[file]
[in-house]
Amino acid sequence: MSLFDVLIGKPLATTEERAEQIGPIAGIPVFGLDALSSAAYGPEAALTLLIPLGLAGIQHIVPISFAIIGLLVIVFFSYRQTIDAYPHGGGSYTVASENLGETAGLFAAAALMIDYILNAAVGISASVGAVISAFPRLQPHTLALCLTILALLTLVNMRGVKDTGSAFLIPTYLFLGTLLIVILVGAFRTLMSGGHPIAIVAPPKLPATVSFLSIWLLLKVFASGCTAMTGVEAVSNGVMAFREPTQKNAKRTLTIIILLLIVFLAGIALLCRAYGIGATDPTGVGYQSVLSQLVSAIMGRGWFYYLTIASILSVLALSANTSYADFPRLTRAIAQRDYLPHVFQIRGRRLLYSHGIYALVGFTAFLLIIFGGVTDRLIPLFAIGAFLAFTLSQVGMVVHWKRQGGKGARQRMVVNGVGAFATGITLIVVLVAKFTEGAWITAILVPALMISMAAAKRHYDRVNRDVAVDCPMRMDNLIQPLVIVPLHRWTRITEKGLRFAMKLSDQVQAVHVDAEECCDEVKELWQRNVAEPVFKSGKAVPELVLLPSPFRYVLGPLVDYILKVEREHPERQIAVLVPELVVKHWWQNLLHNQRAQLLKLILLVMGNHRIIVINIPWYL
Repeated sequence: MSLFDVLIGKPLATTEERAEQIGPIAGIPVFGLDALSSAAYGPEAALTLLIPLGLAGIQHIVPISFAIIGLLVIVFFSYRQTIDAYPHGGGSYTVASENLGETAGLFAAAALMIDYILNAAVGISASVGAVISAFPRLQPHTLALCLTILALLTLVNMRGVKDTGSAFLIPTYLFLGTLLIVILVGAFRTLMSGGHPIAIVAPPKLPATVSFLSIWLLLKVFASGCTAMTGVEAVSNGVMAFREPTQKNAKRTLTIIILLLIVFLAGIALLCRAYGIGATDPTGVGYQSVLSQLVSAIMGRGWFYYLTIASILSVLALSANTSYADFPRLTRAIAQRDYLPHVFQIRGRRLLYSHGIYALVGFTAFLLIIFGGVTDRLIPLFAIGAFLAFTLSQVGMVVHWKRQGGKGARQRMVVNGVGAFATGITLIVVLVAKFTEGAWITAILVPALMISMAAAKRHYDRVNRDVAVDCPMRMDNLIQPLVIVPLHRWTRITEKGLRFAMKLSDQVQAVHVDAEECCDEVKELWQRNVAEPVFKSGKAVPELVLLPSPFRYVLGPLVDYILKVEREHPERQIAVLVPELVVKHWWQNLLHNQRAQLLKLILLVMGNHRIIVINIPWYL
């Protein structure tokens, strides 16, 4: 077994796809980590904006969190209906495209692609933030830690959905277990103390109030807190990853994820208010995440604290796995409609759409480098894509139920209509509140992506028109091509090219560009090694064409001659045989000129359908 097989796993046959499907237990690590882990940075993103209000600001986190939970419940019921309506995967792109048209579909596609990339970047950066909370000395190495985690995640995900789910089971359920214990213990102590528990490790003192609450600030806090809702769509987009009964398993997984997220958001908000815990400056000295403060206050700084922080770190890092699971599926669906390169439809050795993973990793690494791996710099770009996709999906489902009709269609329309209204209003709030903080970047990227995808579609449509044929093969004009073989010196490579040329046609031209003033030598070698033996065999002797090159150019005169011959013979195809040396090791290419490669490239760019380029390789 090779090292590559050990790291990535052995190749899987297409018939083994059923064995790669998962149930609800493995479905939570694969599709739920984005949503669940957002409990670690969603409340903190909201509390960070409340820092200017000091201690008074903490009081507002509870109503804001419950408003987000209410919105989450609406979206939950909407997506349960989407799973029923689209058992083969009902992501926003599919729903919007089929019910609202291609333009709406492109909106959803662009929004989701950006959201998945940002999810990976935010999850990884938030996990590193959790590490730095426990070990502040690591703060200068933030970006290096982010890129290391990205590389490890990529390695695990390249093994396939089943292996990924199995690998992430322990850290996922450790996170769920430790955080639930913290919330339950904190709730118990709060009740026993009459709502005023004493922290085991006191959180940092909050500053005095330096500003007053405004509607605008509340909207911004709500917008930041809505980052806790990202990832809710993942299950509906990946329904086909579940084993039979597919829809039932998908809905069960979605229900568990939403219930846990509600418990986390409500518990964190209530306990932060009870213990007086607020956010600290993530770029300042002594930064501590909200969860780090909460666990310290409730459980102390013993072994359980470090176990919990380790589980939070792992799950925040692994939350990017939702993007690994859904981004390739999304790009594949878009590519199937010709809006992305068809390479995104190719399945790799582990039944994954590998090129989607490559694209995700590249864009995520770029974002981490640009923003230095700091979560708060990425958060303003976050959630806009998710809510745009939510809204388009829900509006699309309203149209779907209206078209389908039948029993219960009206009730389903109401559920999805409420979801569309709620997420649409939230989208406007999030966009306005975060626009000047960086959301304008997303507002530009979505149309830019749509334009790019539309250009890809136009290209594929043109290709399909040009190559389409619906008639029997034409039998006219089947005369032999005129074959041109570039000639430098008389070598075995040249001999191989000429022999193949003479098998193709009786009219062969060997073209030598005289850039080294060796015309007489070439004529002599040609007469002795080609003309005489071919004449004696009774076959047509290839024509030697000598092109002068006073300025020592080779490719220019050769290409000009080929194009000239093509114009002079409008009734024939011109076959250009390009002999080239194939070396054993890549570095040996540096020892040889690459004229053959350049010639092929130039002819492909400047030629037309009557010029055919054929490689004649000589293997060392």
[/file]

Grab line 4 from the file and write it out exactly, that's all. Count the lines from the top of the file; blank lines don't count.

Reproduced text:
């Protein structure tokens, strides 16, 4: 077994796809980590904006969190209906495209692609933030830690959905277990103390109030807190990853994820208010995440604290796995409609759409480098894509139920209509509140992506028109091509090219560009090694064409001659045989000129359908 097989796993046959499907237990690590882990940075993103209000600001986190939970419940019921309506995967792109048209579909596609990339970047950066909370000395190495985690995640995900789910089971359920214990213990102590528990490790003192609450600030806090809702769509987009009964398993997984997220958001908000815990400056000295403060206050700084922080770190890092699971599926669906390169439809050795993973990793690494791996710099770009996709999906489902009709269609329309209204209003709030903080970047990227995808579609449509044929093969004009073989010196490579040329046609031209003033030598070698033996065999002797090159150019005169011959013979195809040396090791290419490669490239760019380029390789 090779090292590559050990790291990535052995190749899987297409018939083994059923064995790669998962149930609800493995479905939570694969599709739920984005949503669940957002409990670690969603409340903190909201509390960070409340820092200017000091201690008074903490009081507002509870109503804001419950408003987000209410919105989450609406979206939950909407997506349960989407799973029923689209058992083969009902992501926003599919729903919007089929019910609202291609333009709406492109909106959803662009929004989701950006959201998945940002999810990976935010999850990884938030996990590193959790590490730095426990070990502040690591703060200068933030970006290096982010890129290391990205590389490890990529390695695990390249093994396939089943292996990924199995690998992430322990850290996922450790996170769920430790955080639930913290919330339950904190709730118990709060009740026993009459709502005023004493922290085991006191959180940092909050500053005095330096500003007053405004509607605008509340909207911004709500917008930041809505980052806790990202990832809710993942299950509906990946329904086909579940084993039979597919829809039932998908809905069960979605229900568990939403219930846990509600418990986390409500518990964190209530306990932060009870213990007086607020956010600290993530770029300042002594930064501590909200969860780090909460666990310290409730459980102390013993072994359980470090176990919990380790589980939070792992799950925040692994939350990017939702993007690994859904981004390739999304790009594949878009590519199937010709809006992305068809390479995104190719399945790799582990039944994954590998090129989607490559694209995700590249864009995520770029974002981490640009923003230095700091979560708060990425958060303003976050959630806009998710809510745009939510809204388009829900509006699309309203149209779907209206078209389908039948029993219960009206009730389903109401559920999805409420979801569309709620997420649409939230989208406007999030966009306005975060626009000047960086959301304008997303507002530009979505149309830019749509334009790019539309250009890809136009290209594929043109290709399909040009190559389409619906008639029997034409039998006219089947005369032999005129074959041109570039000639430098008389070598075995040249001999191989000429022999193949003479098998193709009786009219062969060997073209030598005289850039080294060796015309007489070439004529002599040609007469002795080609003309005489071919004449004696009774076959047509290839024509030697000598092109002068006073300025020592080779490719220019050769290409000009080929194009000239093509114009002079409008009734024939011109076959250009390009002999080239194939070396054993890549570095040996540096020892040889690459004229053959350049010639092929130039002819492909400047030629037309009557010029055919054929490689004649000589293997060392």